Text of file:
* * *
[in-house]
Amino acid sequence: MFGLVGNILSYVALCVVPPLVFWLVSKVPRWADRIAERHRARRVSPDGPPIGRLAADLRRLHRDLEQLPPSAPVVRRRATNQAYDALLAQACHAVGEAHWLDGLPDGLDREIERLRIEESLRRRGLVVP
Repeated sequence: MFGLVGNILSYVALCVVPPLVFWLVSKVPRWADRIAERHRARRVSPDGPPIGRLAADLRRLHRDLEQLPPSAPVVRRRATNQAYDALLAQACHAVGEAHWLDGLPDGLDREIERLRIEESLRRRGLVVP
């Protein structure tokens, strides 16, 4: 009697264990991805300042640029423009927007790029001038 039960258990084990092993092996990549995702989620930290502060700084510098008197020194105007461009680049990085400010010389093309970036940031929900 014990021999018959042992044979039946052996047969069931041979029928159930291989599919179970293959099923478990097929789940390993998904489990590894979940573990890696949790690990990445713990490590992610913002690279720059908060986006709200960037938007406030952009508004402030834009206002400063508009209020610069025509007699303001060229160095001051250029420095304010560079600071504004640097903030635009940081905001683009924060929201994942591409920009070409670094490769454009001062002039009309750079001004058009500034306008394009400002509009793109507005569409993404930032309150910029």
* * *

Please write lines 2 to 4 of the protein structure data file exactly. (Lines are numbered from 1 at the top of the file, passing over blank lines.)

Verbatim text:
Amino acid sequence: MFGLVGNILSYVALCVVPPLVFWLVSKVPRWADRIAERHRARRVSPDGPPIGRLAADLRRLHRDLEQLPPSAPVVRRRATNQAYDALLAQACHAVGEAHWLDGLPDGLDREIERLRIEESLRRRGLVVP
Repeated sequence: MFGLVGNILSYVALCVVPPLVFWLVSKVPRWADRIAERHRARRVSPDGPPIGRLAADLRRLHRDLEQLPPSAPVVRRRATNQAYDALLAQACHAVGEAHWLDGLPDGLDREIERLRIEESLRRRGLVVP
């Protein structure tokens, strides 16, 4: 009697264990991805300042640029423009927007790029001038 039960258990084990092993092996990549995702989620930290502060700084510098008197020194105007461009680049990085400010010389093309970036940031929900 014990021999018959042992044979039946052996047969069931041979029928159930291989599919179970293959099923478990097929789940390993998904489990590894979940573990890696949790690990990445713990490590992610913002690279720059908060986006709200960037938007406030952009508004402030834009206002400063508009209020610069025509007699303001060229160095001051250029420095304010560079600071504004640097903030635009940081905001683009924060929201994942591409920009070409670094490769454009001062002039009309750079001004058009500034306008394009400002509009793109507005569409993404930032309150910029």